After reporting that the Manufacturing sector of the US economy collapsed in December, ISM confirmed today that the Services side of the US economy also tumbled in December.
ISM Non-Manufacturing slipped to 57.6 from 60.7, missing expectations of 59.0 to its lowest since July.
This is the 3rd largest monthly decline since the financial crisis.
As 'soft' survey data catches down to 'hard' reality.
The drop was led by the biggest decline in more than a decade for a measure of supplier-delivery times, as well as a decrease in the gauge of business activity.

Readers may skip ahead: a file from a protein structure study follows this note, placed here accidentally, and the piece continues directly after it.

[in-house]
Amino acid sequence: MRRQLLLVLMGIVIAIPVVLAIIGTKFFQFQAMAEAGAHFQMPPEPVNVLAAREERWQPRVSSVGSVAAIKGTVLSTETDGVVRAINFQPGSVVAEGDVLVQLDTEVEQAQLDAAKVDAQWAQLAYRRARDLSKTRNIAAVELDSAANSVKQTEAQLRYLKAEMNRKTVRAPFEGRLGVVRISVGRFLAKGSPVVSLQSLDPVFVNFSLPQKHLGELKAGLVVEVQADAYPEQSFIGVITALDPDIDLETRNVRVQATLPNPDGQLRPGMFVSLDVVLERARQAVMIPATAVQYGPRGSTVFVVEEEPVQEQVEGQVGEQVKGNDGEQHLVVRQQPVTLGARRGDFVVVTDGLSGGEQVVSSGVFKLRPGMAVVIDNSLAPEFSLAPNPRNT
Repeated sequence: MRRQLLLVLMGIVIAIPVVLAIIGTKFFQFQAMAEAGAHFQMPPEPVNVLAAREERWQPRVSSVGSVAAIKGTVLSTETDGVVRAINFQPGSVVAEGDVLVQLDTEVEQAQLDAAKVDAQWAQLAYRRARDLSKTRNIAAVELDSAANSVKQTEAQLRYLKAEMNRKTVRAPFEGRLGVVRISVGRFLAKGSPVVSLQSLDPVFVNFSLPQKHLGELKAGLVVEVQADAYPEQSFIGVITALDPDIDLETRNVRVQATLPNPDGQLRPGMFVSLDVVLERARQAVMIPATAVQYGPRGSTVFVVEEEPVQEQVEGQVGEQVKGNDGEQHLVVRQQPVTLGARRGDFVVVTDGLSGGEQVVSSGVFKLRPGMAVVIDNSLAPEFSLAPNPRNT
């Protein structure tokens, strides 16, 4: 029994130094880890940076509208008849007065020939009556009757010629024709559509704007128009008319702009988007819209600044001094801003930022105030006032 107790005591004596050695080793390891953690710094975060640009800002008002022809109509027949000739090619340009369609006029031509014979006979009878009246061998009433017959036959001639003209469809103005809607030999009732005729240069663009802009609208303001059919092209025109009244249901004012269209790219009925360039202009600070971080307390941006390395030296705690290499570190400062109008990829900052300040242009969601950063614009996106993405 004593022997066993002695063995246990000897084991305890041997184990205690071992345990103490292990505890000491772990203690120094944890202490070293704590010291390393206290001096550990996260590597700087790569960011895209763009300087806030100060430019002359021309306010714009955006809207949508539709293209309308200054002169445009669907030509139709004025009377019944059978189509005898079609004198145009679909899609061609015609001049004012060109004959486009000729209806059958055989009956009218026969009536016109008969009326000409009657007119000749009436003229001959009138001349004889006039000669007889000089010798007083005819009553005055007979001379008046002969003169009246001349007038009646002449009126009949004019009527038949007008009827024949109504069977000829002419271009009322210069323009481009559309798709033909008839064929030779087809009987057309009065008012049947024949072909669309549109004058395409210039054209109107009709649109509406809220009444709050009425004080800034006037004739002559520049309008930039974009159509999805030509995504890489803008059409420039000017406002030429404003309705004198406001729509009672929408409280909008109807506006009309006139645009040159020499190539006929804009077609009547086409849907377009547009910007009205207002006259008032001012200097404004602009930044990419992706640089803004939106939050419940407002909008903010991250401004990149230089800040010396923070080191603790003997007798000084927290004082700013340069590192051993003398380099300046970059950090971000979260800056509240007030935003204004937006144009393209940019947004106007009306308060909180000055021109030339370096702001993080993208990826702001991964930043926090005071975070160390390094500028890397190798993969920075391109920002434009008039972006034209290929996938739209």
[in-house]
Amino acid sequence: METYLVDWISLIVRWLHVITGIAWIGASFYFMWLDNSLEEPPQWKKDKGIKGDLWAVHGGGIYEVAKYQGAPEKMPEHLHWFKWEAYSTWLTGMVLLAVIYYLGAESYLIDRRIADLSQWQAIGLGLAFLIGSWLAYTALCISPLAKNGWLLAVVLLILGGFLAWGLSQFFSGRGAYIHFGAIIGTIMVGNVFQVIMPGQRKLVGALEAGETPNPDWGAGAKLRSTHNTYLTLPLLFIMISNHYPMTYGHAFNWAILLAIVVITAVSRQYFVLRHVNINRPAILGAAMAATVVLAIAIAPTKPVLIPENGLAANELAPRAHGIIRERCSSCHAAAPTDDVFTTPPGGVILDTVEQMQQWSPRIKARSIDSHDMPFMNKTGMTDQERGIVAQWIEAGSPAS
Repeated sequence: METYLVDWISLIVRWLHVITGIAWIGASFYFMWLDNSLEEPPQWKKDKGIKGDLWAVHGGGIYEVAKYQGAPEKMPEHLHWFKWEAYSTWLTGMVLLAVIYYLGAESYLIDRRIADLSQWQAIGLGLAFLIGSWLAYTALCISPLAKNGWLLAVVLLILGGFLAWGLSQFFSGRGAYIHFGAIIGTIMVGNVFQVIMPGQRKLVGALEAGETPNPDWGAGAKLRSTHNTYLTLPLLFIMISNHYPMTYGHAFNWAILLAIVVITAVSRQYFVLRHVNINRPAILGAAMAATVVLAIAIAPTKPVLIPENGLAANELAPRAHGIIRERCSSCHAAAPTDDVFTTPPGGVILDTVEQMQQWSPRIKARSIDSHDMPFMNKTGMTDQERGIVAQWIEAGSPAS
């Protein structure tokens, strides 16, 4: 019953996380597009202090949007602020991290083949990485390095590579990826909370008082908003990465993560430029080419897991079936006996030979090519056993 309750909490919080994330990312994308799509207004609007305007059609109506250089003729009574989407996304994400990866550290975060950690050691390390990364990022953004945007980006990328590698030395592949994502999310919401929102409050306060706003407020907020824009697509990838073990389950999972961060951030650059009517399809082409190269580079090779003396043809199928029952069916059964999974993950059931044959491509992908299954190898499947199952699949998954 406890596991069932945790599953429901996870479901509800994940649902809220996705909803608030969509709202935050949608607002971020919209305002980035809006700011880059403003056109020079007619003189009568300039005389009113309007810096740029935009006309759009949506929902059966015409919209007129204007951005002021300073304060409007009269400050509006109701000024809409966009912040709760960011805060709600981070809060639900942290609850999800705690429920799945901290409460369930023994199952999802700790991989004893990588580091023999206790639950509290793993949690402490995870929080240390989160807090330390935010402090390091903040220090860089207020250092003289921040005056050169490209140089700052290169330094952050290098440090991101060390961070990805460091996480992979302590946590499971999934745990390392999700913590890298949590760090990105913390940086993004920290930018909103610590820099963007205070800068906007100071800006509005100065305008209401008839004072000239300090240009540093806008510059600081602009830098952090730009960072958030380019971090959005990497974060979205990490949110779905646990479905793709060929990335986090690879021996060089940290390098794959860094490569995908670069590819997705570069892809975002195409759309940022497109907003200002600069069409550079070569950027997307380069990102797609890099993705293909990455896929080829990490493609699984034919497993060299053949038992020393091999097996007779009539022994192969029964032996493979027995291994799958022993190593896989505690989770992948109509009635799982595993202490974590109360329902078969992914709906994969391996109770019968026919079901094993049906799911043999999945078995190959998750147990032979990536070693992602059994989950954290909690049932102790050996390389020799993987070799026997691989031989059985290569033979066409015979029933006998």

The inventories gauge fell by the most since 2016, indicating that stockpiles are still expanding but at a slower pace (not a good sign for Q4 GDP revisions).
On the bright side, new orders rose to a six-month high, but the employment gauge dropped for a third month.
Interestingly, there was little indication in the data of the trade war with China weighing on business: Export orders accelerated, while a measure of imports eased only slightly. Also, a gauge of prices fell to the lowest in more than a year, possibly reflecting a tumble in oil and fuel costs.